The current law on assisted suicide criminalizes any

The current law on assisted suicide
criminalizes any individual who assists or encourages someone else to commit
suicide This was confirmed in Lord Neuberger’s judgement in R (Nicklinson) v
Ministry of Justice and R. (on the application of AM) v Director of Public
Prosecutions? which raised
controversial views condemning the courts approach as being intentionally limited
to develop the law on assisted to suicide.  Nevertheless, this essay aims to argue
that the view that the judiciary are not taking all necessary measures to
change moral based laws is only true to a certain extent. The principle issues
that will be discussed in this paper is whether judicial review judges are
utilizing a misconception of democracy to abstain from choosing important legal
issues in this case assisted suicide. The second issue is whether they are wrongly
proceeding on the basis that these issues are not matters for the courts rather
for the parliament.  In this case, terminally
ill Tony Nicklinson attempted but failed in various legal actions to challenge
the current law on assisted suicide as he wanted a doctor to help him end his
own life Following his death due
to voluntary starvation, his wife Jane joined by Mr. Lamb who is also
terminally ill in this case appealed this decision to the supreme court. The law sustained
challenge from the complainants on the justification that it fails to comply
with certain requirements of the European Convention on human rights.  At this stage of
this case the claimants Nicklinson and Lamb both claim that the court of appeal
had erred in not declaring the current Suicide Act incompatible with articles 8
and 14 of the European Convention on Human rights. Although, by a majority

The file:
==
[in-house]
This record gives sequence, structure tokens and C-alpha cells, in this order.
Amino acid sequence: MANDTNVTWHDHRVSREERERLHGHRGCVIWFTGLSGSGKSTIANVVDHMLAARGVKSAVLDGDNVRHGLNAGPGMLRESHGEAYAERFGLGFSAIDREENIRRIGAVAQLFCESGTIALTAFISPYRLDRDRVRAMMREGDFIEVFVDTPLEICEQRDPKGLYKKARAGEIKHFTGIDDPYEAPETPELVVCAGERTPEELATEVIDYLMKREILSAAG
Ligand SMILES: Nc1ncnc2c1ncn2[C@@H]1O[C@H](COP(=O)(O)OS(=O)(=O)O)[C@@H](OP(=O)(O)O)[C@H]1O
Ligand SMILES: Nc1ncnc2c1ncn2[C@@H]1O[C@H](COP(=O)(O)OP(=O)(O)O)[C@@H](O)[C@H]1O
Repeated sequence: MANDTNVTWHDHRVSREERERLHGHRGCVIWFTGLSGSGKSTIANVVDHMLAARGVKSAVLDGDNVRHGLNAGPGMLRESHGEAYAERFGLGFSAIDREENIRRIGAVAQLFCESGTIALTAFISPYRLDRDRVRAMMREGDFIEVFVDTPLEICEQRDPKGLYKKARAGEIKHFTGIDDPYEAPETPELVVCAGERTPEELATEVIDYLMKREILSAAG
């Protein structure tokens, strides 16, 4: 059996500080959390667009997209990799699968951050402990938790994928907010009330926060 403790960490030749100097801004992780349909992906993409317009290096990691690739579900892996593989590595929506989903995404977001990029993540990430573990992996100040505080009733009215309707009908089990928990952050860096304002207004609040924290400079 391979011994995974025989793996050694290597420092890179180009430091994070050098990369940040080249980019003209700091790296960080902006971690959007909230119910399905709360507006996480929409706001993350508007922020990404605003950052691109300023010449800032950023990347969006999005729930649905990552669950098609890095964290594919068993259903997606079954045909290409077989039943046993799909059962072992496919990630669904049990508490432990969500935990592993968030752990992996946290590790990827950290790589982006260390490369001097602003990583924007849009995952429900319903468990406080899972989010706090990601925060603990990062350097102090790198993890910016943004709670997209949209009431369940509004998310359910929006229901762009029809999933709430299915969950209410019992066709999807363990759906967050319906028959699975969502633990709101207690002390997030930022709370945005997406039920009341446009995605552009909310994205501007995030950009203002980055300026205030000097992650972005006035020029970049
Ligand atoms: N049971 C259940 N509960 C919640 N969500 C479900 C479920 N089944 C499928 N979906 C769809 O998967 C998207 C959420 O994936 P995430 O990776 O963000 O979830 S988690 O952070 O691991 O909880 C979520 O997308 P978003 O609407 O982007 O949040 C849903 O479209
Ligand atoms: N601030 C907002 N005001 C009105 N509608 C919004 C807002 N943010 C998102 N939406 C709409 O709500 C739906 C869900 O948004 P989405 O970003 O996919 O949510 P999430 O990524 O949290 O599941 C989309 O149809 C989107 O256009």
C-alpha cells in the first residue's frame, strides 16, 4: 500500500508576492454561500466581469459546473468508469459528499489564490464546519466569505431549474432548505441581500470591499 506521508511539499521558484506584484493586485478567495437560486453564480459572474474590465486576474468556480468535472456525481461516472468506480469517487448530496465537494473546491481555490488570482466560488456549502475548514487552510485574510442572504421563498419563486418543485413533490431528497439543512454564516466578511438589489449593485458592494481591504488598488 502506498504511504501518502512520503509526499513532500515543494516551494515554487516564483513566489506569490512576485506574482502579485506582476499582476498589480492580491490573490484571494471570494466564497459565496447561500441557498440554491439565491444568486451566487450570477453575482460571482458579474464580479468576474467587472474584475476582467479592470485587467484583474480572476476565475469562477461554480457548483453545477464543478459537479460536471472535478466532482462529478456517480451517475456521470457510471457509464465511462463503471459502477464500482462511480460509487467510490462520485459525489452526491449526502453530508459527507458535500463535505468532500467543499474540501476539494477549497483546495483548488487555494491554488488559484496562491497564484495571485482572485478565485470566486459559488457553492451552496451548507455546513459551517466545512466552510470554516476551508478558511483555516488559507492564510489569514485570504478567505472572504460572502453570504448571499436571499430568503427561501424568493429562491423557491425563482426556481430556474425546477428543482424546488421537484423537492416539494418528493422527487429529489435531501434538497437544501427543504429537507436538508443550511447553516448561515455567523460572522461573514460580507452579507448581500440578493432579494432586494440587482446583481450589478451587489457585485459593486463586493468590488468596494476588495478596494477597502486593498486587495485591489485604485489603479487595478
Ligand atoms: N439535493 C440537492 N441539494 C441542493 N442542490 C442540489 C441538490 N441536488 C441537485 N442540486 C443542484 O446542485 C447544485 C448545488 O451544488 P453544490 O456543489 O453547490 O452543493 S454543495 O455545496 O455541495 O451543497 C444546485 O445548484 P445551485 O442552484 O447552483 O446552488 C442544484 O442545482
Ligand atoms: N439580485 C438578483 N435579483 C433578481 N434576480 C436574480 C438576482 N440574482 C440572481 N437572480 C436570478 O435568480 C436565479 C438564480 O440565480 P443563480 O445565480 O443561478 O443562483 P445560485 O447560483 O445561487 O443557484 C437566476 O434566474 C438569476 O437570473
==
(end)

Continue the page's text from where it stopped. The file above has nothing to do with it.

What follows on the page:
judgement the supreme court dismissed their appeals and refused to issue a
declaration on the grounds that it lies within the margin of appreciate granted
by the ECHR to convention states. However dissenting judges believed that a
declaration was necessary as a constitutional role of the domestic courts to protect
the rights of the individuals. As a result of
such approach, Nicklinson brought an argument before ECtHR that this is an
ultimate breach of convention rights specifically stating article 8. Although, It
was declared inadmissible due to the drawn conclusions that this provision does
not impose procedural obligations on the domestic courts to examine the
benefits of a challenge in regards to Acts of parliament. Thus, if this were to
happen it would amount to imposing upon them a constitutional role that is not envisaged
by the constitutional order. Therefore, it would be peculiar to deny that the
courts will eventually come to the conclusion , similar to Strasbourg court that
parliament is the ultimate decision maker in moral and social issues. It can be
suggested that the Supreme Court judges who went against declaration of
incompatibility in issues where moral arguments arise, had the right to show
deference, and reestablished the point that if they choose not to use such
power it will not amount to a breach of convention.